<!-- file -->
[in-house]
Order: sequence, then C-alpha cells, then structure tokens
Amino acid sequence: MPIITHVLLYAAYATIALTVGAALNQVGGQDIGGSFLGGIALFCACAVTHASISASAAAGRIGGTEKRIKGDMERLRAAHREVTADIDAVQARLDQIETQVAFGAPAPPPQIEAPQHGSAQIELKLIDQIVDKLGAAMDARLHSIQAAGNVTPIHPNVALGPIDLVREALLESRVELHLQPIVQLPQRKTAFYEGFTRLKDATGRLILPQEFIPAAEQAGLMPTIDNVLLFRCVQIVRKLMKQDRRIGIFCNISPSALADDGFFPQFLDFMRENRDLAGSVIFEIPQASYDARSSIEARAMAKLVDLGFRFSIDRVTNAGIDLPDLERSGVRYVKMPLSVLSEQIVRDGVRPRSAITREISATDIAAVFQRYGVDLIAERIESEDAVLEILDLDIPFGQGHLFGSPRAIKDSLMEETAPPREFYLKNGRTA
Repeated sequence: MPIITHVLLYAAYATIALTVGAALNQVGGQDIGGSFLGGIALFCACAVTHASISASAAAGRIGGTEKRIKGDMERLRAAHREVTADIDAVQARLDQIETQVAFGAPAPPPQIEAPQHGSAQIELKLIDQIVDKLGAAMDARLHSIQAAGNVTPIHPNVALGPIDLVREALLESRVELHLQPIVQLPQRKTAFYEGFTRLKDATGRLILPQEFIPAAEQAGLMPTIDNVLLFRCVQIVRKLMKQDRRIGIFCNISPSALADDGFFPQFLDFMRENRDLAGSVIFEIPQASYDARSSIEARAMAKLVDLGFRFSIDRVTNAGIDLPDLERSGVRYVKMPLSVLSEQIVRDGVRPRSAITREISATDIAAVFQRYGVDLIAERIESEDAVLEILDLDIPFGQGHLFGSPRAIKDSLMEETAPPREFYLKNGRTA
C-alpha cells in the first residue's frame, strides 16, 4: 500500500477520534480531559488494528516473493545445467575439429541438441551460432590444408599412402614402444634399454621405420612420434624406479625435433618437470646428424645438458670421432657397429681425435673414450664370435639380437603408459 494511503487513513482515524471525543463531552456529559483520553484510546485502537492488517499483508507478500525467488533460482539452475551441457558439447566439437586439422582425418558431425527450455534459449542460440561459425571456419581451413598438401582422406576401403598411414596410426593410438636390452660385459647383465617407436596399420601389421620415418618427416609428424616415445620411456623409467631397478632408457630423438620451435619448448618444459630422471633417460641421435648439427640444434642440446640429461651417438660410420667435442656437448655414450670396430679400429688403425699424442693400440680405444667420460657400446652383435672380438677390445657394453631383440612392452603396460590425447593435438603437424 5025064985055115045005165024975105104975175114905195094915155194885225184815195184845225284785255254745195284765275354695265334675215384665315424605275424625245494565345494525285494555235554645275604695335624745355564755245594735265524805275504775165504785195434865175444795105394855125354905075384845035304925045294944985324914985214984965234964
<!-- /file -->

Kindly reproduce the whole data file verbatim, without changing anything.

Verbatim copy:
[in-house]
Order: sequence, then C-alpha cells, then structure tokens
Amino acid sequence: MPIITHVLLYAAYATIALTVGAALNQVGGQDIGGSFLGGIALFCACAVTHASISASAAAGRIGGTEKRIKGDMERLRAAHREVTADIDAVQARLDQIETQVAFGAPAPPPQIEAPQHGSAQIELKLIDQIVDKLGAAMDARLHSIQAAGNVTPIHPNVALGPIDLVREALLESRVELHLQPIVQLPQRKTAFYEGFTRLKDATGRLILPQEFIPAAEQAGLMPTIDNVLLFRCVQIVRKLMKQDRRIGIFCNISPSALADDGFFPQFLDFMRENRDLAGSVIFEIPQASYDARSSIEARAMAKLVDLGFRFSIDRVTNAGIDLPDLERSGVRYVKMPLSVLSEQIVRDGVRPRSAITREISATDIAAVFQRYGVDLIAERIESEDAVLEILDLDIPFGQGHLFGSPRAIKDSLMEETAPPREFYLKNGRTA
Repeated sequence: MPIITHVLLYAAYATIALTVGAALNQVGGQDIGGSFLGGIALFCACAVTHASISASAAAGRIGGTEKRIKGDMERLRAAHREVTADIDAVQARLDQIETQVAFGAPAPPPQIEAPQHGSAQIELKLIDQIVDKLGAAMDARLHSIQAAGNVTPIHPNVALGPIDLVREALLESRVELHLQPIVQLPQRKTAFYEGFTRLKDATGRLILPQEFIPAAEQAGLMPTIDNVLLFRCVQIVRKLMKQDRRIGIFCNISPSALADDGFFPQFLDFMRENRDLAGSVIFEIPQASYDARSSIEARAMAKLVDLGFRFSIDRVTNAGIDLPDLERSGVRYVKMPLSVLSEQIVRDGVRPRSAITREISATDIAAVFQRYGVDLIAERIESEDAVLEILDLDIPFGQGHLFGSPRAIKDSLMEETAPPREFYLKNGRTA
C-alpha cells in the first residue's frame, strides 16, 4: 500500500477520534480531559488494528516473493545445467575439429541438441551460432590444408599412402614402444634399454621405420612420434624406479625435433618437470646428424645438458670421432657397429681425435673414450664370435639380437603408459 494511503487513513482515524471525543463531552456529559483520553484510546485502537492488517499483508507478500525467488533460482539452475551441457558439447566439437586439422582425418558431425527450455534459449542460440561459425571456419581451413598438401582422406576401403598411414596410426593410438636390452660385459647383465617407436596399420601389421620415418618427416609428424616415445620411456623409467631397478632408457630423438620451435619448448618444459630422471633417460641421435648439427640444434642440446640429461651417438660410420667435442656437448655414450670396430679400429688403425699424442693400440680405444667420460657400446652383435672380438677390445657394453631383440612392452603396460590425447593435438603437424 5025064985055115045005165024975105104975175114905195094915155194885225184815195184845225284785255254745195284765275354695265334675215384665315424605275424625245494565345494525285494555235554645275604695335624745355564755245594735265524805275504775165504785195434865175444795105394855125354905075384845035304925045294944985324914985214984965234964